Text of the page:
Guest Blog – Owen McShane

It is Time to open the "Main Truck Line"

New Zealanders are getting anxious about the ongoing closure of freight lines in the regions.

We shouldn't be.

Instead we should be welcoming this opportunity to upgrade our transport system to make road travel easier and safer for us all.

We should get the trains off these rail beds, tear up the tracks and lay down a road bed dedicated to trucks – and express buses if need be.

This is such a logical and cost-effective move you would think it would have been done long ago. But the idea is always challenged by those who believe our transport solutions lie with nineteenth century technology rather than the advanced technology waiting in the wings.

Certainly, the rail operators in the UK were outraged by the report by Paul Withrington, "Reigniting the Railway Conversion Debate" published by the UK Institute of Economic Affairs, in June 2004. The abstract reads:

[quote]The economic functions of railways could be carried out by express coaches and lorries at one-quarter the cost of the train, using 20 – 25% less fuel, requiring one-quarter to one-third of the land, and imposing a casualty cost on passengers half that suffered by rail passengers. The railway conversion debate was initiated in the 1950s by the late Brigadier Lloyd and carried forward by the Railway Conversion League, subsequently renamed the Railway Conversion Campaign, until the death of its chairman, Angus Dalgleish, in 1994. The purpose of this
paper is to reignite that debate. The government should remove all impediments to the conversion of railways to roads.[/quote]

The UK railroaders should know better than to reject such findings out of hand – because good managers should be asking these kinds of questions, and examining these kinds of strategies, all the time. Sue Kedgley deplores closing these rail lines because, she asks, "Hasn't the government heard of climate change?" Well, the UK study finds that
the trucks use 25% per cent fuel than the trains, and this efficiency improves by the day. Trains are only kept on the rails by their weight – everything is heavy and weight needs fuel. So "steel on rail" is doomed to become less efficient than "rubber on road" with every passing day.

Some tunnels may need widening and some bridges may need modifying. Some tunnels can be controlled by traffic lights. Hardly any of the actual rail corridors will need widening and the adjoining land is normally farmland and hence quite cheap. Any costs can be financed out of tolls, and the savings on reduced upgrading of our regional highways will be massive. The Government as owner of the corridors could actually make some money instead of everyone operating at a loss.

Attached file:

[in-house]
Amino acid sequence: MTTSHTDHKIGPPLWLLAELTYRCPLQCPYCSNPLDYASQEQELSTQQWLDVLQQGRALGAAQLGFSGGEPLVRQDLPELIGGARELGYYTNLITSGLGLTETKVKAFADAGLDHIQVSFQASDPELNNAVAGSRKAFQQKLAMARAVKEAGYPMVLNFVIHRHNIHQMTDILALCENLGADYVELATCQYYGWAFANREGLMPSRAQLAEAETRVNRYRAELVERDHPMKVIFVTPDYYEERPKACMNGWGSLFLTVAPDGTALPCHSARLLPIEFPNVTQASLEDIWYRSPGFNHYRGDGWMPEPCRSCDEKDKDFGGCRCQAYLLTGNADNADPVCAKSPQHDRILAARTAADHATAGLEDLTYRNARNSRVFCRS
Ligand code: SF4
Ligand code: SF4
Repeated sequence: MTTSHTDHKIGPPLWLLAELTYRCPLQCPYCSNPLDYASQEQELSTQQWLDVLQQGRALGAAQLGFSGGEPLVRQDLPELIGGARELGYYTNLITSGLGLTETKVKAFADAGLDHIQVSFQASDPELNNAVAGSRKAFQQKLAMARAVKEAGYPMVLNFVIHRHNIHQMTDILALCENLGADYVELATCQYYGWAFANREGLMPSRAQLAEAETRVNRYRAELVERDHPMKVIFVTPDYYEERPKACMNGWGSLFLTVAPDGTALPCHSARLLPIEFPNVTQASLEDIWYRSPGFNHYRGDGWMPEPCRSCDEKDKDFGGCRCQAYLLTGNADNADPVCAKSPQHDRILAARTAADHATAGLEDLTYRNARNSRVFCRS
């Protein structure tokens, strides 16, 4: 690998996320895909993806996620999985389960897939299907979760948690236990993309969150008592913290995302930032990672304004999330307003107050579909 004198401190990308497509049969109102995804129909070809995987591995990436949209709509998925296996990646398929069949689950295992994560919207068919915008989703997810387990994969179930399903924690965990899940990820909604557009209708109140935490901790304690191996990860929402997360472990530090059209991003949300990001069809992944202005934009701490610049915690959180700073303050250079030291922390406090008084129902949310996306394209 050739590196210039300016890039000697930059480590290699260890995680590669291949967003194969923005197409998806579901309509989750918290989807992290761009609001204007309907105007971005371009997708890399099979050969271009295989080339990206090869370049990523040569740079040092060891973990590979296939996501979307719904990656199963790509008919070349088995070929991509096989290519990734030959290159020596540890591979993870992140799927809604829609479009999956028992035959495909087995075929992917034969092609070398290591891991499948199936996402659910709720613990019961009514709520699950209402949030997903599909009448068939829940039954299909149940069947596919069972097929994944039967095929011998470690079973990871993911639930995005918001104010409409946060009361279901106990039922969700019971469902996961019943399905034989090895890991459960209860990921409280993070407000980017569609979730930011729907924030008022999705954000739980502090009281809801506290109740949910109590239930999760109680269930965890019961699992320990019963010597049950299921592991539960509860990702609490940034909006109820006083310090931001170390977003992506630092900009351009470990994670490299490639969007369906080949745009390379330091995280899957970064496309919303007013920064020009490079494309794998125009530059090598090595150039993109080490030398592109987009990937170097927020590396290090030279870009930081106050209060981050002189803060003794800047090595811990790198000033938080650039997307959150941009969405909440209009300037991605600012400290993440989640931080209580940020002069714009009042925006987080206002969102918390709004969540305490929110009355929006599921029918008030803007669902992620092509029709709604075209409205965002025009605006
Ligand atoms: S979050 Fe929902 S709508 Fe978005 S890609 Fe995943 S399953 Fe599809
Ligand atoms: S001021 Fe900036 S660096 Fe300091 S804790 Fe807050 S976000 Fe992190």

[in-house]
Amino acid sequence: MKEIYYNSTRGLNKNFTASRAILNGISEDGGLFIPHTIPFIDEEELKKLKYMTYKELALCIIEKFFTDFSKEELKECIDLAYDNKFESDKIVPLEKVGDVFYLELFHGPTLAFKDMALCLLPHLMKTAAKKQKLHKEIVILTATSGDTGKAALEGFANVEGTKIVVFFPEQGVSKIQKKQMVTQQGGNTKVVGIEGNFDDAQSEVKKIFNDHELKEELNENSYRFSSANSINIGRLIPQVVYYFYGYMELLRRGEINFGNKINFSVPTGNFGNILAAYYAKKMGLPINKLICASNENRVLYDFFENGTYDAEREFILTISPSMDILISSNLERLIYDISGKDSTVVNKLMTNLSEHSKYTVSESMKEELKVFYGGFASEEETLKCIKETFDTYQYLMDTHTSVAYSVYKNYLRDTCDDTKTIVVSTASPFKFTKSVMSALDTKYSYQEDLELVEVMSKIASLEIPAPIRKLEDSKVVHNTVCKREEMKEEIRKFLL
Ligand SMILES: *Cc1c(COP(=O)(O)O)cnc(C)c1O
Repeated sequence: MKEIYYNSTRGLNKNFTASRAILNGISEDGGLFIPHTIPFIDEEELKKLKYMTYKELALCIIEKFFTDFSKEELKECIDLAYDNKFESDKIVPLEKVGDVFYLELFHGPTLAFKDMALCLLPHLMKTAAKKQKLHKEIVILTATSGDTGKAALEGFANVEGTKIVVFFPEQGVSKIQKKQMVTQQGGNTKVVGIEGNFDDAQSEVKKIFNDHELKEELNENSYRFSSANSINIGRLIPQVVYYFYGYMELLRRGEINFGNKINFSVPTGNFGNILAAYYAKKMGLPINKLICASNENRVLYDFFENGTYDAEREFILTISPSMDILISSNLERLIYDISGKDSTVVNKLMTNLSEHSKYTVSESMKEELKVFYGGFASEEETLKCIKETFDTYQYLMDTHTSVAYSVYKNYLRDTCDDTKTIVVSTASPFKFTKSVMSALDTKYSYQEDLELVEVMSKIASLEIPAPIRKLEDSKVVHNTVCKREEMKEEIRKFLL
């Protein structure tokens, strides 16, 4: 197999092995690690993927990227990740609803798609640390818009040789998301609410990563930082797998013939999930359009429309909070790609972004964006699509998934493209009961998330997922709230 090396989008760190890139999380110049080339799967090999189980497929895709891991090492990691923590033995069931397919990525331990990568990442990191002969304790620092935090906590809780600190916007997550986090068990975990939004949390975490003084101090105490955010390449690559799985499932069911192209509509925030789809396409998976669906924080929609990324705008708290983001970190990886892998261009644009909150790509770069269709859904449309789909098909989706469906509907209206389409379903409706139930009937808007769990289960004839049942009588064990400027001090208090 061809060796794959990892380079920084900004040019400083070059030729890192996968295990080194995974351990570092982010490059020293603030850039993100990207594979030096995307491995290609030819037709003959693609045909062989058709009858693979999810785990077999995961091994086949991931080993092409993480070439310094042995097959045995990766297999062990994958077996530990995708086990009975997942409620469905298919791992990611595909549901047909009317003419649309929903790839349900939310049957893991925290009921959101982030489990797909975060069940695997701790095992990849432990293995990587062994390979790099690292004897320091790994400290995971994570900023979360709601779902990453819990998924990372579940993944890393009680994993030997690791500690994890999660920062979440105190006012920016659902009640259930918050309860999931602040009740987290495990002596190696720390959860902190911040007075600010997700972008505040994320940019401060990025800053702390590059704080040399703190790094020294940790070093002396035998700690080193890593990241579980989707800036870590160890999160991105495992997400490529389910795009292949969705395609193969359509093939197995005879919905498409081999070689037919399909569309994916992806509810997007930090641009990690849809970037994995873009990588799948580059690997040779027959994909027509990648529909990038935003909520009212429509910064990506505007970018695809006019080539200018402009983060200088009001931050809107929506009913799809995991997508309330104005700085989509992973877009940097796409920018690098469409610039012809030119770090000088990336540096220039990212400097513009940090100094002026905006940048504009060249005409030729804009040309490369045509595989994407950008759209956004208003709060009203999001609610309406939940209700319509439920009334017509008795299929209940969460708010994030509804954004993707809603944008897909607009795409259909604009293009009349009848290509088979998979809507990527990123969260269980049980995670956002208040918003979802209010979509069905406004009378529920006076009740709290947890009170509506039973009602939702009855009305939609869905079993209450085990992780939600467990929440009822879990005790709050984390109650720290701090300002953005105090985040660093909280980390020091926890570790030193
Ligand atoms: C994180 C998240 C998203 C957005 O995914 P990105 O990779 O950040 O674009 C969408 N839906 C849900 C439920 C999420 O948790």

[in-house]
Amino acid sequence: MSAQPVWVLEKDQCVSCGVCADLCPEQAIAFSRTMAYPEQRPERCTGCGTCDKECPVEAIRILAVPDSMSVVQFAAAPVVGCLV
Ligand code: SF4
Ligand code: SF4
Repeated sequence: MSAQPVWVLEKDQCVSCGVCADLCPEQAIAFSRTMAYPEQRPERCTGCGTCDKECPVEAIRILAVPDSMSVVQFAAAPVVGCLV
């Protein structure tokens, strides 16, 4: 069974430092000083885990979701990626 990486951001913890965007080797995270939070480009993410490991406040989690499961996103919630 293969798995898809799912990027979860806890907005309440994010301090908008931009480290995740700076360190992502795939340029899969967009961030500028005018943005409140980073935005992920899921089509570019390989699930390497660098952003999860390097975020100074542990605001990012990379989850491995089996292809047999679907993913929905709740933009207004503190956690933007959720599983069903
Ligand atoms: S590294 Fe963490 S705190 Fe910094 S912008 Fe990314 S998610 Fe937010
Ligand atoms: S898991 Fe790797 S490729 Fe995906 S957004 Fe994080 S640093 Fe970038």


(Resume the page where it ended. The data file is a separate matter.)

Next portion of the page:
My analysis of the emerging transport technology suggests
"rubber-on-road" will almost certainly totally displace "steel-on-rail" from all rail beds, just as gas turbines displaced pistons in aircraft.

While the efficiency gains would be immediate the next generation of trucks will "drive by wire" on these converted "rail corridors".

The driver's hands and legs will instruct the computer which will instruct the drive train and the hydraulic power systems. A guide-wire down the centre of the newly constructed road-bed, laid over our present railway lines, will allow the computerised steering system to keep the truck "on-line". Truck drivers will drive their trucks to the shunting yard where they will leave them and drive away on an incoming truck to deliver its local load. These trucks will be mechanically and electronically connected into "truck-trains" driven by only one "driver" in the front cab, monitoring the performance of every truck in
the train. At the next "station", trucks will peel off to be driven away, again by local drivers, to their local destination. The savings in labour costs will be immense.

The coupled trucks will reduce drag. Accident rates will decline.

Drivers will never drive far from home. Lots of short trips will replace lots of long ones.

Hardly any trucks would drive on the regular roads which would then require much less maintenance and be much safer for everyone. Tourists in particular will be much happier.

The AA Advocate (Winter 2006) foresees massive on-road conflicts between huge numbers of logging trucks, milk trucks and foreign tourists. By 2030 the AA suggests every other drive on the road could be a foreign visitor.

Sadly, it appears the current operators of the steel-on-rail trains won't make the switch because, like the vacuum tube manufacturers of the fifties who failed to switch to transistors, they are committed to running their hardware rather than providing a service.

So when the first "truck train" calls into your local station it will be operated by a company with a name like Freightways or DSL. And a bundle of companies with names like X-track and Y-rail will disappear from corporate memory.

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As much at home writing editorials as being the subject of them, Cam has won awards, including the Canon Media Award for his work on the Len Brown/Bevan Chuang story.  And when he’s not creating the news, he tends to be in it, with protagonists using the courts, media and social media to deliver financial as well as death threats.

They say that news is something that someone, somewhere, wants kept quiet.   Cam Slater doesn’t do quiet, and as a result he is a polarising, controversial but highly effective journalist that takes no prisoners.

He is fearless in his pursuit of a story.

Love him or loathe him.  But you can’t ignore him.